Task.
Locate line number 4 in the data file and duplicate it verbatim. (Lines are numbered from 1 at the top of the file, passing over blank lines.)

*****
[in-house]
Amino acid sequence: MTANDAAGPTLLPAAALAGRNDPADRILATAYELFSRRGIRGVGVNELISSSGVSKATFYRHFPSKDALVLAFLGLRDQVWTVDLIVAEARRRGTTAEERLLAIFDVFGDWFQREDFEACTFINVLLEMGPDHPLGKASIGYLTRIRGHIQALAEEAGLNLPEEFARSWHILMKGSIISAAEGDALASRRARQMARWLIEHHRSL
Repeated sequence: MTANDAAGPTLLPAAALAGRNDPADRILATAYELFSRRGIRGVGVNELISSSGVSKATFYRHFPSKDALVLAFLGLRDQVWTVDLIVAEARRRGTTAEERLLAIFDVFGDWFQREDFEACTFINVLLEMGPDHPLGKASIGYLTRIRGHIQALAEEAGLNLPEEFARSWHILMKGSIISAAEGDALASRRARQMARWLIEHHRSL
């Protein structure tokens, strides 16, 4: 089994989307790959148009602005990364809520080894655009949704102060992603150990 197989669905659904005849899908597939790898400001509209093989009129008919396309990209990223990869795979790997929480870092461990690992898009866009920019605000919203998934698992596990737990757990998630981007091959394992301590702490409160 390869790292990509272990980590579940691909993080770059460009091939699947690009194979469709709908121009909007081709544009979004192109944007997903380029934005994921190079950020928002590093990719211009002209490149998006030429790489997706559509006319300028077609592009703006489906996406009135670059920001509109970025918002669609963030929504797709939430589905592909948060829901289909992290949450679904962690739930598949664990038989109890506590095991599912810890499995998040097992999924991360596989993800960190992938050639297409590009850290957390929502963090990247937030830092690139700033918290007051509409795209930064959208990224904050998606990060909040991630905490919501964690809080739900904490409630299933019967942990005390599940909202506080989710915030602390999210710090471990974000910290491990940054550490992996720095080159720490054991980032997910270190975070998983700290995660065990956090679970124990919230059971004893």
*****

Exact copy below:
């Protein structure tokens, strides 16, 4: 089994989307790959148009602005990364809520080894655009949704102060992603150990 197989669905659904005849899908597939790898400001509209093989009129008919396309990209990223990869795979790997929480870092461990690992898009866009920019605000919203998934698992596990737990757990998630981007091959394992301590702490409160 390869790292990509272990980590579940691909993080770059460009091939699947690009194979469709709908121009909007081709544009979004192109944007997903380029934005994921190079950020928002590093990719211009002209490149998006030429790489997706559509006319300028077609592009703006489906996406009135670059920001509109970025918002669609963030929504797709939430589905592909948060829901289909992290949450679904962690739930598949664990038989109890506590095991599912810890499995998040097992999924991360596989993800960190992938050639297409590009850290957390929502963090990247937030830092690139700033918290007051509409795209930064959208990224904050998606990060909040991630905490919501964690809080739900904490409630299933019967942990005390599940909202506080989710915030602390999210710090471990974000910290491990940054550490992996720095080159720490054991980032997910270190975070998983700290995660065990956090679970124990919230059971004893």